HBR: Taking Longer to Reach the Top Has Its Benefits
Most career advice today encourages us to move forward passionately, intentionally, boldly — and above all, quickly. Career coaches don’t make a lot of money from encouraging people to “get ahead slowly.” However, in terms of fulfilling our long-term goals for career success, patience can be an asset.
That’s not to say waiting is easy. It can be frustrating and anxiety-producing. Young people are often described as especially impatient to get ahead, and I have witnessed this firsthand at our company, where some of our youngest employees have been the most restless and the most intent on climbing quickly. It can be tough to convince them that progress takes time — and that taking time isn’t a bad thing.
I wanted to get a sense of how common it was for senior executives to experience a career delay. Is it something everyone experiences at some point? And how does it affect ambitious people’s career trajectories in the long term? I surveyed a group of 45 male and female executives. The group was divided almost equally between women and men, and most were CEOs or managing directors of their organizations. The women’s average age was 50; for men, the average age was 42.
Virtually all of the women said they had experienced a period of time when their career slowed down, shifted direction, or got put on hold, with the average duration being four years. They overwhelmingly mentioned family responsibilities as the cause of the slowdown, and several said they slowed down intentionally. But despite the slowdown, almost all of these women attained a high-level job in their enterprise between their mid-40s and early 50s.
In contrast, fewer than half of the men (43%) said their careers had ever shifted direction, slowed down, or got put on hold, and only one man mentioned family as the reason for a slowdown. Most of the men attributed their career delay to changing sectors (in pursuit of higher pay or better opportunities) or experiencing a period of unemployment.
While my survey was not scientific, there is other research confirming that women have more cause than men to practice patience. Looking at the 24 female CEOs among the Fortune 500, for instance, their average age when promoted to CEO was nearly 53, almost three years older than the average age for the male CEOs, and a McKinsey survey found that women tend to be promoted based on the results they achieve, while men are more likely to be promoted based on perceived potential.
While this disparity is a problem, rather than focusing on the “parenting penalty” or the difference between men and women, I would prefer to highlight how patience is ultimately rewarded. For example, a longitudinal study of mothers in the workforce has found that although women with children advance more slowly than women without children, the gap declines over time for those women who remain in the workforce, disappearing by age 50. This accords with what I found: While it took the parents longer to get to where they wanted to be, they did get there eventually.
And in fact, many people in my informal survey said that they liked having a flatter career trajectory and that they learned important lessons from it. Specifically, 90% of the women said their restraint or patience benefited their careers. The numbers were similar for the (smaller) group of men who reported a career slowdown.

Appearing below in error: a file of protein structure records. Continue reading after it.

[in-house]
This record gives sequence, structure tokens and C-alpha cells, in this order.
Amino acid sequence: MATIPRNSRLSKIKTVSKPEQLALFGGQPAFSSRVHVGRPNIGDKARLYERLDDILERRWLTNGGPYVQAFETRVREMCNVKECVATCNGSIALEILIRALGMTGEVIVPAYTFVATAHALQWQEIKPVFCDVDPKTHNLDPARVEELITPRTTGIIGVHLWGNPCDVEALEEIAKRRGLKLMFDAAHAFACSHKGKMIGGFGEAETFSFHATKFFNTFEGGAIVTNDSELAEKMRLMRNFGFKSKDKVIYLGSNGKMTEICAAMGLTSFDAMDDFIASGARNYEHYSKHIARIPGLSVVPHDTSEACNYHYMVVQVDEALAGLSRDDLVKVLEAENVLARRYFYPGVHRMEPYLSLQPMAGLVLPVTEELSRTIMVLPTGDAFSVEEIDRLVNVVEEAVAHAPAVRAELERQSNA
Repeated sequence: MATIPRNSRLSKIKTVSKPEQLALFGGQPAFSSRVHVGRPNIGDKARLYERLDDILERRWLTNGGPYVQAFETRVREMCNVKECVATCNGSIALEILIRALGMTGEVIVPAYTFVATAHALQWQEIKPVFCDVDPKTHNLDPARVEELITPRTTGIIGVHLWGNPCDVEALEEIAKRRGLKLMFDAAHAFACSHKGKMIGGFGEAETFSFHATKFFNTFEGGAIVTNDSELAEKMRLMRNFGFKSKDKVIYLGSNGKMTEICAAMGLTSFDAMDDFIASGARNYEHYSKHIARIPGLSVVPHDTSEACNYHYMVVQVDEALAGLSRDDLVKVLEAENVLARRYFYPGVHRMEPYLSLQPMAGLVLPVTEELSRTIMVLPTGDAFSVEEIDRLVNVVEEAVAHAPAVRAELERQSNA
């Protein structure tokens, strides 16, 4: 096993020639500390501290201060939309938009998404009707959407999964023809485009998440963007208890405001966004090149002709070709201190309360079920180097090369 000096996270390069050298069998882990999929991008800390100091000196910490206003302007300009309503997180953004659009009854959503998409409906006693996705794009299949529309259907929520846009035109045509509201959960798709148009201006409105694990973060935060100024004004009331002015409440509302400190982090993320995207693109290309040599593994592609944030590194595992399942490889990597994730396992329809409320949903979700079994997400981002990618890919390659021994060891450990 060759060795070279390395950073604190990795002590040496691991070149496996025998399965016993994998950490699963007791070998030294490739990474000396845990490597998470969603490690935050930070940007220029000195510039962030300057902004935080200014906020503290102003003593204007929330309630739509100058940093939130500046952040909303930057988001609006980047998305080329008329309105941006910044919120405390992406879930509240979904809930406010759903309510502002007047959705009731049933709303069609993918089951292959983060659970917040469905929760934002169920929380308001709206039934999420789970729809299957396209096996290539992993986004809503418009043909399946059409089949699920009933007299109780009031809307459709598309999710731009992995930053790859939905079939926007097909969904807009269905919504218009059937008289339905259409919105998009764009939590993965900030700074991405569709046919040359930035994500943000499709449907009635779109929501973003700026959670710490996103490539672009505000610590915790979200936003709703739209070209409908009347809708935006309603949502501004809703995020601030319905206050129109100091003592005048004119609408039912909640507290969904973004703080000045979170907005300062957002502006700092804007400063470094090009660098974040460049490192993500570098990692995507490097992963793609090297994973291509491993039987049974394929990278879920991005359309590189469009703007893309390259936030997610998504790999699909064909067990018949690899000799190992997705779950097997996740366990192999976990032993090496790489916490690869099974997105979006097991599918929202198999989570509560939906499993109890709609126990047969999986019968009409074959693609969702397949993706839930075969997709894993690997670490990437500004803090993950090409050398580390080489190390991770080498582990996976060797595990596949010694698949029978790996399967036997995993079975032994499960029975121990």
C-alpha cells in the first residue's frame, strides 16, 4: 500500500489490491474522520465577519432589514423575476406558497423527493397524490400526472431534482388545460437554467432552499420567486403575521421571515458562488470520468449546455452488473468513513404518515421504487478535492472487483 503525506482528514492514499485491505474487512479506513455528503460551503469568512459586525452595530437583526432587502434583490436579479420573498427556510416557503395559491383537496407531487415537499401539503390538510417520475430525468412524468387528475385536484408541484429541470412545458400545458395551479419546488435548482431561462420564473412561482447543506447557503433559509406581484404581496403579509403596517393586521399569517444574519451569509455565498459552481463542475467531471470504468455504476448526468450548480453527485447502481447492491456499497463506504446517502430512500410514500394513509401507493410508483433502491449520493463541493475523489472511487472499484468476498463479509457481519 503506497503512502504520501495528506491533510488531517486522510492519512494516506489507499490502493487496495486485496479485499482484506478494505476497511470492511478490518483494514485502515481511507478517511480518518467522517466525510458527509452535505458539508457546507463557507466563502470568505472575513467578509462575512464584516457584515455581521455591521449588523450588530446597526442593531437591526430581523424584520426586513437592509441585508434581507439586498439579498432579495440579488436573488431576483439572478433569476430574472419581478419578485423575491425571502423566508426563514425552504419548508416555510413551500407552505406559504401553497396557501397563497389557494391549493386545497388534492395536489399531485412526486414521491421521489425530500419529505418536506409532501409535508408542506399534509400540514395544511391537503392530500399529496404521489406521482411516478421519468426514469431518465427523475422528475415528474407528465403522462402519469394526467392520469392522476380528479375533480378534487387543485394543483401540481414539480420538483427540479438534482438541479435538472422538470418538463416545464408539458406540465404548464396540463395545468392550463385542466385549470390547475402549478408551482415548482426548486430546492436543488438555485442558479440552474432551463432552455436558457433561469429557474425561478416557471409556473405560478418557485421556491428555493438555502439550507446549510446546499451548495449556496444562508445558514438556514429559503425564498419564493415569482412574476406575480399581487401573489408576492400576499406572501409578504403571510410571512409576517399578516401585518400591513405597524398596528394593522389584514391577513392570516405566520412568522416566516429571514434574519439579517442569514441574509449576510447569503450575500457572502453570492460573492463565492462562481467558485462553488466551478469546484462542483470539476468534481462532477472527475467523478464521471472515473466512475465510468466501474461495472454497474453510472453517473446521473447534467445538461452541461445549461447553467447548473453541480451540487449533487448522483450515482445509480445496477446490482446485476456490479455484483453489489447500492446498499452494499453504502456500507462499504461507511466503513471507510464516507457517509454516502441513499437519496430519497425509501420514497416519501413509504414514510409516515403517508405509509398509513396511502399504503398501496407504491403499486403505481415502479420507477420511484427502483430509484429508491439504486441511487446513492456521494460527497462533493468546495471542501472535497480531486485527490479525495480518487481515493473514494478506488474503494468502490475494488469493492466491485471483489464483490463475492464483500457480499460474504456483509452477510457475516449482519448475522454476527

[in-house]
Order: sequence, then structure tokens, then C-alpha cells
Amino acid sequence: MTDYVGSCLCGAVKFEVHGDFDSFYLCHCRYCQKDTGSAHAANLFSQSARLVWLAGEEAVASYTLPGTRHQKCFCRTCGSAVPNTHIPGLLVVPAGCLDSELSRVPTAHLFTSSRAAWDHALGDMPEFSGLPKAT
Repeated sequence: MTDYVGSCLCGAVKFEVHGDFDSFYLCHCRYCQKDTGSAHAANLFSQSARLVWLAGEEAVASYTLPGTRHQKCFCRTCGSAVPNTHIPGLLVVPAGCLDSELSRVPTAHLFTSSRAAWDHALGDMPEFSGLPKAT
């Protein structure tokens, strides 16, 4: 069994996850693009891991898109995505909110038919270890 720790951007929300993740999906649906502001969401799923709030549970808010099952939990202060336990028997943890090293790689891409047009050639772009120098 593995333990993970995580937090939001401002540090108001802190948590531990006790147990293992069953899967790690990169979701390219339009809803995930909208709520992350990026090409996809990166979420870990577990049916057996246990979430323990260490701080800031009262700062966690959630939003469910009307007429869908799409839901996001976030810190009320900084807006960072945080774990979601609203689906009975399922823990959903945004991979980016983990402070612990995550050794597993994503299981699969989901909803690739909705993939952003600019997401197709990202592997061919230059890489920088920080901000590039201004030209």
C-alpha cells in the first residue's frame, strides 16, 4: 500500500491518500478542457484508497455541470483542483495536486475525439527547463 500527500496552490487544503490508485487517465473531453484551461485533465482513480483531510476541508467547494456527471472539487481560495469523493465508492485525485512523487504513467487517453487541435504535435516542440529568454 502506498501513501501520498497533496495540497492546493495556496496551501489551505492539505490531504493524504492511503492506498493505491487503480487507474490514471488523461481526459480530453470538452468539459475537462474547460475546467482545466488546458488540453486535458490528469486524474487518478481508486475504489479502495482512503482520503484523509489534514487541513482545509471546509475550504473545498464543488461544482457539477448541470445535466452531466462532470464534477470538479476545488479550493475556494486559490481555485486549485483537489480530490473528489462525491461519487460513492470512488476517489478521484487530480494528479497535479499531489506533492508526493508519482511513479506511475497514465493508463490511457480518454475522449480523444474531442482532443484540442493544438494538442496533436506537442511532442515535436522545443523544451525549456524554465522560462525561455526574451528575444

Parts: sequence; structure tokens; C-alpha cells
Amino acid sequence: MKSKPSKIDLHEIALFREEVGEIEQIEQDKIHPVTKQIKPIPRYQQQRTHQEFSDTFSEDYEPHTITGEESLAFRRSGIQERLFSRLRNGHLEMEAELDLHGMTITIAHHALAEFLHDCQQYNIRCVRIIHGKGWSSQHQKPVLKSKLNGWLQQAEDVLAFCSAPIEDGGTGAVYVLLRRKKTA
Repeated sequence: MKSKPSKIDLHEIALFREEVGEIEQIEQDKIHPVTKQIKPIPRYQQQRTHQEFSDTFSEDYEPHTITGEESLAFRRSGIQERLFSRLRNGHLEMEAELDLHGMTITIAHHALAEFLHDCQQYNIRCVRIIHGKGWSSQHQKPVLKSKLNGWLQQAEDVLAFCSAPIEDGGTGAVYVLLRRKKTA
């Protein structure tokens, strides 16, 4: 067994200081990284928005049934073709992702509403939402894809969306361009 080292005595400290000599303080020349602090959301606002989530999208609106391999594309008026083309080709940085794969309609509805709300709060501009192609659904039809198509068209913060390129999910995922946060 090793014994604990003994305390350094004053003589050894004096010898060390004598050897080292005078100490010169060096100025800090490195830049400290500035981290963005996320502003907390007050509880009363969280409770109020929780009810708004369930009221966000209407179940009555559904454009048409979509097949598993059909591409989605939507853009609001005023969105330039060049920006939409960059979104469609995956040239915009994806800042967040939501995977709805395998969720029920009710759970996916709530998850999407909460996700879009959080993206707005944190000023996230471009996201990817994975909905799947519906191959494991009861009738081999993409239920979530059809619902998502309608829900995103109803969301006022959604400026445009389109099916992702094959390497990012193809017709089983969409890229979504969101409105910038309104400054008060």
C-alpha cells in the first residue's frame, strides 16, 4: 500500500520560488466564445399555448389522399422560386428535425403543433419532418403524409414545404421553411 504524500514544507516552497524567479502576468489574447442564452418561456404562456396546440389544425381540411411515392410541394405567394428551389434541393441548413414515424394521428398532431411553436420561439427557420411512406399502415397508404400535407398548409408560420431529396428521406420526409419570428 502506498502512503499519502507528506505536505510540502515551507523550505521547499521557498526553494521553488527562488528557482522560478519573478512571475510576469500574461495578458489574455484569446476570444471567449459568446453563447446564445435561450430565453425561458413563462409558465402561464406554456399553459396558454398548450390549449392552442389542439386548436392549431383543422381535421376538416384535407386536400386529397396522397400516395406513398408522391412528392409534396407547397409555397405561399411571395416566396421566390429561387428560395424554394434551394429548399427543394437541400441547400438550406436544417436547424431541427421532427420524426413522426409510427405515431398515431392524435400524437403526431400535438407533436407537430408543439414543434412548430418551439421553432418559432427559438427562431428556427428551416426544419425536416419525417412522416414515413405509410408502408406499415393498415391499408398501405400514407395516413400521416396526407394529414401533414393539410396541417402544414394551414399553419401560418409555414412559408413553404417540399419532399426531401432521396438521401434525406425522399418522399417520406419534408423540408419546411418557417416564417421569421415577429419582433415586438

One major reason: burnout prevention. This was certainly my own experience — in my 30s, I had four young children and worked full-time in an office. At least a decade passed before my professional life resumed the steady advance that I observed among most of my male colleagues and female peers who had no children. Today, as the CEO of a successful investment management firm, I believe my willingness to enjoy my family and my professional life concurrently was instrumental in my long-term success. It’s possible that I would have burned out if I had worked any more intensely than I did. I also believe that people are more effective thinkers and collaborators when we live balanced, healthy lives.
Others in the survey portrayed their career trajectory as simply more deliberate and considered. They used words like “resilience,” “perseverance,” “determination,” and “dedication” to describe their professional commitment. For example, Professor Robin Ely of Harvard Business School has described her career arc as a “deliberate progression.” While her husband’s high-level public service work took their family to New York, she managed her own academic path carefully, ultimately reaching tenure at HBS. Following a “deliberate” path may prevent the problem experienced by any number of hard-charging executives: getting to the top of the career ladder only to realize it’s leaning against the wrong wall.
Finally, still others reported that taking their time allowed them to develop the skills they needed to be more effective leaders in the long run. For example, Deana, an attorney on the partnership track at a New York law firm, made a strategic decision to take a position as executive director of a local nonprofit when her children were very young. After gaining top management experience in that lower-pressure environment, she moved back to a law firm, where she was soon promoted to partner and ultimately joined the top management team. She believes that her stint at the nonprofit was highly valuable to her career. When she reentered the corporate legal world, she had evolved into a polished and confident leader with executive experience.
Whether they’re intentional or not, career slowdowns can have benefits.
As young women and men today struggle with their choices during their 20s and 30s, they should remember that careers are, as one survey responder emphasized, a marathon and not a sprint.